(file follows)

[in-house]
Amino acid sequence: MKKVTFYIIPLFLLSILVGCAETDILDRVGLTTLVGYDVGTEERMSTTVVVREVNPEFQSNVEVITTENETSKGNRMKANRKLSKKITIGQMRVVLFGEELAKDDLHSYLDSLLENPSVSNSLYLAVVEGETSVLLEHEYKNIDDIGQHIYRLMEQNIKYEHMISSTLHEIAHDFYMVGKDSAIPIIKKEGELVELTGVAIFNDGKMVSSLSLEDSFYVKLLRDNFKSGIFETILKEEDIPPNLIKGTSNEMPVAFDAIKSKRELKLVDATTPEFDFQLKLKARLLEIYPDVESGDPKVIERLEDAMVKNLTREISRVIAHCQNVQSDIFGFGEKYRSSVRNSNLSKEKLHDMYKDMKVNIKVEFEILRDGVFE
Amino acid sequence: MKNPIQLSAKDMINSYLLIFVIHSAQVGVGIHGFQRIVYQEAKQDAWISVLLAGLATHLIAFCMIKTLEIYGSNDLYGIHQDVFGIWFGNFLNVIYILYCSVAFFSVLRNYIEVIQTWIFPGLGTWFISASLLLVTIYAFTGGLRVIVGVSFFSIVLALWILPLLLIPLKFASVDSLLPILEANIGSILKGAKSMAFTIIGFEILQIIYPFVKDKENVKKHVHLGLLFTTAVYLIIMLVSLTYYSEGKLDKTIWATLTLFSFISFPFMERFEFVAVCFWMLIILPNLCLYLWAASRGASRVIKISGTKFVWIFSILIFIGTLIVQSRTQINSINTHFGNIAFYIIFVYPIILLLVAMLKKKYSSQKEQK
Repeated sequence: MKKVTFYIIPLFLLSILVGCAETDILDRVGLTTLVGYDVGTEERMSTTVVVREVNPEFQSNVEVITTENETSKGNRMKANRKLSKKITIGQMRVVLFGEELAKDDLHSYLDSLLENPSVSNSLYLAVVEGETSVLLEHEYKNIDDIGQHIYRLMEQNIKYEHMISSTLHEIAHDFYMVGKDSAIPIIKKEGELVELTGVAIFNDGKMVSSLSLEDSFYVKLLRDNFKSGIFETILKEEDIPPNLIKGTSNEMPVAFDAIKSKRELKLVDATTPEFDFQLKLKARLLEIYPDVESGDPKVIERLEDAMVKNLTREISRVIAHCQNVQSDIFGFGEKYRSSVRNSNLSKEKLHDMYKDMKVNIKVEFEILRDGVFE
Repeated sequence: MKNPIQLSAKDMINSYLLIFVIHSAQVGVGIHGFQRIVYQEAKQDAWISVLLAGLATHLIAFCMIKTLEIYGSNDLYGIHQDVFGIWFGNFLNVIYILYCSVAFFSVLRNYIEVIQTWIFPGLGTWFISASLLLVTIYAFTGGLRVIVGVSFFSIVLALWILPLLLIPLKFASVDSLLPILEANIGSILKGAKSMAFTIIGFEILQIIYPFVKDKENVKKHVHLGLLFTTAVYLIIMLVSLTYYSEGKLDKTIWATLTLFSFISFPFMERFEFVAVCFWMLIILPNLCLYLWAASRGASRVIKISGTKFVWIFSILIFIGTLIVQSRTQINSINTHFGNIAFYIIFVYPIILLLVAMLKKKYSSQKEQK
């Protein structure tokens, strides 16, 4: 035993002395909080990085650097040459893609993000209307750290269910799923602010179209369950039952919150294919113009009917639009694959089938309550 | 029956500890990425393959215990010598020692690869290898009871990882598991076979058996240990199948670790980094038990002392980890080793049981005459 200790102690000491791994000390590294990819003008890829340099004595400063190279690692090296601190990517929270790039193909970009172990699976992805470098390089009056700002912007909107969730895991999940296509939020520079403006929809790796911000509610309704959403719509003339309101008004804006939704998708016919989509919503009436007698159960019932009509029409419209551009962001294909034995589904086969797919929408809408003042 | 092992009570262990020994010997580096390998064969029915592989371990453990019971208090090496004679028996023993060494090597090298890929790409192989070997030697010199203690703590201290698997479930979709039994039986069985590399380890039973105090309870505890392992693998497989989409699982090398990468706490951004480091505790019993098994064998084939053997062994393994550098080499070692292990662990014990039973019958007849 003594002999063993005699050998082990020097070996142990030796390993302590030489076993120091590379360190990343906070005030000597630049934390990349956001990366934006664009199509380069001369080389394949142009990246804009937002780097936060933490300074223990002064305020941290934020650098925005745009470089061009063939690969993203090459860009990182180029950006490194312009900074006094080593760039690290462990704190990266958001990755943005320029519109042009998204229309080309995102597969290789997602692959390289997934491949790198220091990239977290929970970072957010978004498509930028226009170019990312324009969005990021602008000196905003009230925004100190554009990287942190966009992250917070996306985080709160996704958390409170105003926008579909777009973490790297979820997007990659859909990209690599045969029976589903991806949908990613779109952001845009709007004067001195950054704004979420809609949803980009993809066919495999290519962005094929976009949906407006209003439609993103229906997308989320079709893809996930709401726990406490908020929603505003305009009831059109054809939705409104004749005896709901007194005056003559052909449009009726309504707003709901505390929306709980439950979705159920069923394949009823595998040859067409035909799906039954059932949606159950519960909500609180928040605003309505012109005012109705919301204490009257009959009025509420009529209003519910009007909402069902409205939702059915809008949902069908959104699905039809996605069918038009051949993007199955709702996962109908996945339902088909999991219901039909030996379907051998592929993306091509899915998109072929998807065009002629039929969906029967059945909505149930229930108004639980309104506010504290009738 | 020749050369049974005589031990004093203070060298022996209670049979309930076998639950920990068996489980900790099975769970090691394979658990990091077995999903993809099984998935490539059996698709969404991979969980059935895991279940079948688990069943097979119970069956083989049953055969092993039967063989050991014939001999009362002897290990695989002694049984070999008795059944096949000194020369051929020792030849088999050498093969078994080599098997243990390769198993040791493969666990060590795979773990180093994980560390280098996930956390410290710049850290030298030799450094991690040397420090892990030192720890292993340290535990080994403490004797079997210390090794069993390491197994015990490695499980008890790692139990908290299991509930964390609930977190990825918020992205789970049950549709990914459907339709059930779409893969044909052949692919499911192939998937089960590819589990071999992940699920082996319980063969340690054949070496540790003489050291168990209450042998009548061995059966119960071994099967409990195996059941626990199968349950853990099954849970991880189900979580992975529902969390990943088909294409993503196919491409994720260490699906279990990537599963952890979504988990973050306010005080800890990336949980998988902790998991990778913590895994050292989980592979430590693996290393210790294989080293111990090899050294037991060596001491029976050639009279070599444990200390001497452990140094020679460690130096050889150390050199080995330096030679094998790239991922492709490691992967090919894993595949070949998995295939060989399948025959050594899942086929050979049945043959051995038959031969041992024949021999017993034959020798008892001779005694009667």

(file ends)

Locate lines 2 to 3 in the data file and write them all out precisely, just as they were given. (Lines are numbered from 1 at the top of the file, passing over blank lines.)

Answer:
Amino acid sequence: MKKVTFYIIPLFLLSILVGCAETDILDRVGLTTLVGYDVGTEERMSTTVVVREVNPEFQSNVEVITTENETSKGNRMKANRKLSKKITIGQMRVVLFGEELAKDDLHSYLDSLLENPSVSNSLYLAVVEGETSVLLEHEYKNIDDIGQHIYRLMEQNIKYEHMISSTLHEIAHDFYMVGKDSAIPIIKKEGELVELTGVAIFNDGKMVSSLSLEDSFYVKLLRDNFKSGIFETILKEEDIPPNLIKGTSNEMPVAFDAIKSKRELKLVDATTPEFDFQLKLKARLLEIYPDVESGDPKVIERLEDAMVKNLTREISRVIAHCQNVQSDIFGFGEKYRSSVRNSNLSKEKLHDMYKDMKVNIKVEFEILRDGVFE
Amino acid sequence: MKNPIQLSAKDMINSYLLIFVIHSAQVGVGIHGFQRIVYQEAKQDAWISVLLAGLATHLIAFCMIKTLEIYGSNDLYGIHQDVFGIWFGNFLNVIYILYCSVAFFSVLRNYIEVIQTWIFPGLGTWFISASLLLVTIYAFTGGLRVIVGVSFFSIVLALWILPLLLIPLKFASVDSLLPILEANIGSILKGAKSMAFTIIGFEILQIIYPFVKDKENVKKHVHLGLLFTTAVYLIIMLVSLTYYSEGKLDKTIWATLTLFSFISFPFMERFEFVAVCFWMLIILPNLCLYLWAASRGASRVIKISGTKFVWIFSILIFIGTLIVQSRTQINSINTHFGNIAFYIIFVYPIILLLVAMLKKKYSSQKEQK